As British Columbians brace for the first hot stretch of the summer, they’re also marking one year since a “heat dome” sweltered in unprecedented temperatures across BC.
Temperatures began to soar past 40°C in many parts of the province on June 24th, 2021, leading the BC Coroner’s Service to investigate and find 619 heat-related deaths between June 25th and July 1st.
A coroner’s report released earlier this month, Extreme Heat and Human Mortality: A Review of Heat-Related Deaths in BC in Summer 2021, found that the Island Health region accounted for 55, or 9% of deaths.
That’s behind Fraser North, Fraser East, and Vancouver, which together totalled 457 deaths, according to the June 7th report.
Across BC, 98% of people perished indoors, 67% were over 70, and 56% lived alone, with the majority residing in homes without air conditioning in “socially or materially deprived neighbourhoods,” the report stated.
At the peak of the heat, 911 calls doubled, and the coroner’s service found a lag between heat alerts issued by Environment and Climate Change Canada and public agencies.
Paramedics attended 54% of deaths at an average of 10 minutes and 25 seconds; however, in 50 instances, they took 30 minutes or longer to arrive on scene. In six, callers were told that there was no ambulance available, the report says.
These findings prompted several recommendations from subject-matter experts, including implementing a coordinated provincial heat alert and response system (HARS).
The BC HARS system, launched on June 6th, will issue a Broadcast Intrusive alert for extreme heat emergencies through the national public alerting system and aims to ensure people across the province stay safe during future heat events.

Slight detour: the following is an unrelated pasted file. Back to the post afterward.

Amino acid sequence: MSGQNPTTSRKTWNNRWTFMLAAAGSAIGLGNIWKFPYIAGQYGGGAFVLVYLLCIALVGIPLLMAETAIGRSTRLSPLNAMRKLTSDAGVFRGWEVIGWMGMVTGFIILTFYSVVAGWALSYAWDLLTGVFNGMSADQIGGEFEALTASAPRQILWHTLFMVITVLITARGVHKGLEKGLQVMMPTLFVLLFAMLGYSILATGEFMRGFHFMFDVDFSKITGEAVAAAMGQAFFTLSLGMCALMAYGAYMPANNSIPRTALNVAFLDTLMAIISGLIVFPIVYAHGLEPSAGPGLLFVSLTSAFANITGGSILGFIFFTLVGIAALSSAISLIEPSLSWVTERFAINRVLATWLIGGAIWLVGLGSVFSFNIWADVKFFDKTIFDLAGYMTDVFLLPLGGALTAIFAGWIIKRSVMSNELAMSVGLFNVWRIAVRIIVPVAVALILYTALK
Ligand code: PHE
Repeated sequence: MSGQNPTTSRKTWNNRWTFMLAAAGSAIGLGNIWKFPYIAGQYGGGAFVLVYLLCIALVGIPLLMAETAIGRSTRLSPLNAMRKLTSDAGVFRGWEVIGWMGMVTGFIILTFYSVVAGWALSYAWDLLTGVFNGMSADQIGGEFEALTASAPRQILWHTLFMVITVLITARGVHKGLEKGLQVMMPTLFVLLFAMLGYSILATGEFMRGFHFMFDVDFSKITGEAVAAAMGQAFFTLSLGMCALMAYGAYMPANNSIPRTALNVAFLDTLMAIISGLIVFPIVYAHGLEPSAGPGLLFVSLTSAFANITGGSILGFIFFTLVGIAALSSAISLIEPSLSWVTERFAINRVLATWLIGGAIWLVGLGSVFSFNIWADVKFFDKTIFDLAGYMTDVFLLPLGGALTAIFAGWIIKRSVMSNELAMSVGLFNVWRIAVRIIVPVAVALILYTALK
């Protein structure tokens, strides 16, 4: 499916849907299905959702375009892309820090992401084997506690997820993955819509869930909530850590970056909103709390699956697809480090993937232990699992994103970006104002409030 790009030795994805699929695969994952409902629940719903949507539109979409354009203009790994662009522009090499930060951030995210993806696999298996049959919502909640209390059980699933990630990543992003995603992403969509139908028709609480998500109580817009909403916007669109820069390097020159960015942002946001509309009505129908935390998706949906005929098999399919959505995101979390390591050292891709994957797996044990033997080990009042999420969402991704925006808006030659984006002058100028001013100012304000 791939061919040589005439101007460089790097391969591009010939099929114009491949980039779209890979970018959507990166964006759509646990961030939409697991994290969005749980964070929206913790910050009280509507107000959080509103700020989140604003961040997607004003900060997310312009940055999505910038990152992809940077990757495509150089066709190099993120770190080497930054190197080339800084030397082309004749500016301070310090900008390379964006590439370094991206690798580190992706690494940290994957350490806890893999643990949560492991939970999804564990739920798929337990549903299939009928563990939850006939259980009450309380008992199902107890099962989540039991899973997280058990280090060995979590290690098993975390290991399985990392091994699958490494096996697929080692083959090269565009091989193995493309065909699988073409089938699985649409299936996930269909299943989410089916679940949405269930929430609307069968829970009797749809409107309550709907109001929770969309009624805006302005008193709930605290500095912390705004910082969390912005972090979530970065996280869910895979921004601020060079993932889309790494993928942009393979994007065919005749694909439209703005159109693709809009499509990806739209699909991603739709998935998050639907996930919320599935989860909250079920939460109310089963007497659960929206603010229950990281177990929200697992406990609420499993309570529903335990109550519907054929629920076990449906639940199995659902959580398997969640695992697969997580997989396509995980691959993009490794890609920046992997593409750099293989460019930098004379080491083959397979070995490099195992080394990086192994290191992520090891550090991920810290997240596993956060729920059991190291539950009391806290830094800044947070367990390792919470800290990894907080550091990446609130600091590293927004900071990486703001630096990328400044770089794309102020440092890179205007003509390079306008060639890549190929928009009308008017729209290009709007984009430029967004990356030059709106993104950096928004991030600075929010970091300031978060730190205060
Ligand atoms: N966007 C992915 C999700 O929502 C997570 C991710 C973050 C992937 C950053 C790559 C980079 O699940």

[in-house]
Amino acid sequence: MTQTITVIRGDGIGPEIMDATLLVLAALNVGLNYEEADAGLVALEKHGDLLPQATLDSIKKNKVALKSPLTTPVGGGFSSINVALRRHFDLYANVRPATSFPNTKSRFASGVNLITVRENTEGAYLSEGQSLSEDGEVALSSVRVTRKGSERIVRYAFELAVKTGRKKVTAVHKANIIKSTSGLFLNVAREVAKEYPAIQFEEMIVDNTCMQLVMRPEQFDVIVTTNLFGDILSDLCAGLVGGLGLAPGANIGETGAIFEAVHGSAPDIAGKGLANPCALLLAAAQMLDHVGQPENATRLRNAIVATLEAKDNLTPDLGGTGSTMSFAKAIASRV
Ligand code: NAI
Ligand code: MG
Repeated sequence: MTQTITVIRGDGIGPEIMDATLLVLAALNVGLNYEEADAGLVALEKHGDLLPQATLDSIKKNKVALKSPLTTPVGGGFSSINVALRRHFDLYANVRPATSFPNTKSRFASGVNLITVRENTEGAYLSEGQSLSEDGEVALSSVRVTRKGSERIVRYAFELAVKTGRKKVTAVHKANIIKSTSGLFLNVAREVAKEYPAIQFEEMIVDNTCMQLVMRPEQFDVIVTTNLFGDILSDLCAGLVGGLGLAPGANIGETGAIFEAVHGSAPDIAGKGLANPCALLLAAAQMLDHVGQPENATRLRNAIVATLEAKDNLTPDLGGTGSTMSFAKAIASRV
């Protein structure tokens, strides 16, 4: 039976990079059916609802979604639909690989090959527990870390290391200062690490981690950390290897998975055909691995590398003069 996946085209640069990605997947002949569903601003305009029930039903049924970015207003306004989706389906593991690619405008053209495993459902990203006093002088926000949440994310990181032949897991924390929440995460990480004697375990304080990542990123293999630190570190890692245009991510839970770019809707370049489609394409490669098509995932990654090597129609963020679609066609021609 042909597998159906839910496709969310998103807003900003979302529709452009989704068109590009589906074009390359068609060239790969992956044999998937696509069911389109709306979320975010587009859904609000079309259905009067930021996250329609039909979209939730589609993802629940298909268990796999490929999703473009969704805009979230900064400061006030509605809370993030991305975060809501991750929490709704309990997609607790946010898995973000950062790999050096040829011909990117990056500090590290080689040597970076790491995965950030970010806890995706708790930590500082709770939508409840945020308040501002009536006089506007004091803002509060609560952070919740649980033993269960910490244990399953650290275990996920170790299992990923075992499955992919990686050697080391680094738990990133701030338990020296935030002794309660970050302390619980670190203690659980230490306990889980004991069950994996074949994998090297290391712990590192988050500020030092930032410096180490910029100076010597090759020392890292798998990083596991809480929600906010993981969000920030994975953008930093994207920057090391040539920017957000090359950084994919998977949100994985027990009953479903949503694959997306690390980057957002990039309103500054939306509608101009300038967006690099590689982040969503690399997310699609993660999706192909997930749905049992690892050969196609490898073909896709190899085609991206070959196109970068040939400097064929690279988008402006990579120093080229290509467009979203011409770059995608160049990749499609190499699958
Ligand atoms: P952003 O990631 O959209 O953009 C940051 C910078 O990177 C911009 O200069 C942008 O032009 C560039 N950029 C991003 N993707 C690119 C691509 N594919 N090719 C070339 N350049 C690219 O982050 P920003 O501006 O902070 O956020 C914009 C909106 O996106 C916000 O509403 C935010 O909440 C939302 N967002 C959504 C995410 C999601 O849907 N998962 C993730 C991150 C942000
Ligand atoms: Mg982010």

Special weather statement issued for Greater Victoria
Sunshine, and heat, are kicking off the first official weekend of summer 2022.
Starting today (June 24th) through Sunday, June 28th, warmer-than-average temperatures expected for BC’s south coast may feel intensified compared to the past month’s cooler-than-normal temperatures.
Daytime temperatures will rise into the high 20s on Vancouver Island and the Sunshine Coast, prompting Environment Canada to issue a special weather statement on Wednesday, warning overnight lows will stay in the mid-teens.
The BC government is reminding people to keep themselves and others safe while pointing to its Extreme Heat Preparedness Guide, which shares tips on keeping cool, including taking cold showers and staying hydrated.
After last year’s “heat dome,” the City of Victoria introduced several new strategies to ensure public safety, including deploying a dozen misting stations. Found at key locations across town, select stations will be accompanied by shade tents, drinking water, and trained support staff.
According to Environment Canada, temperatures are expected to return to near-normal by mid-week as a cooler, unsettled air mass pushes onshore.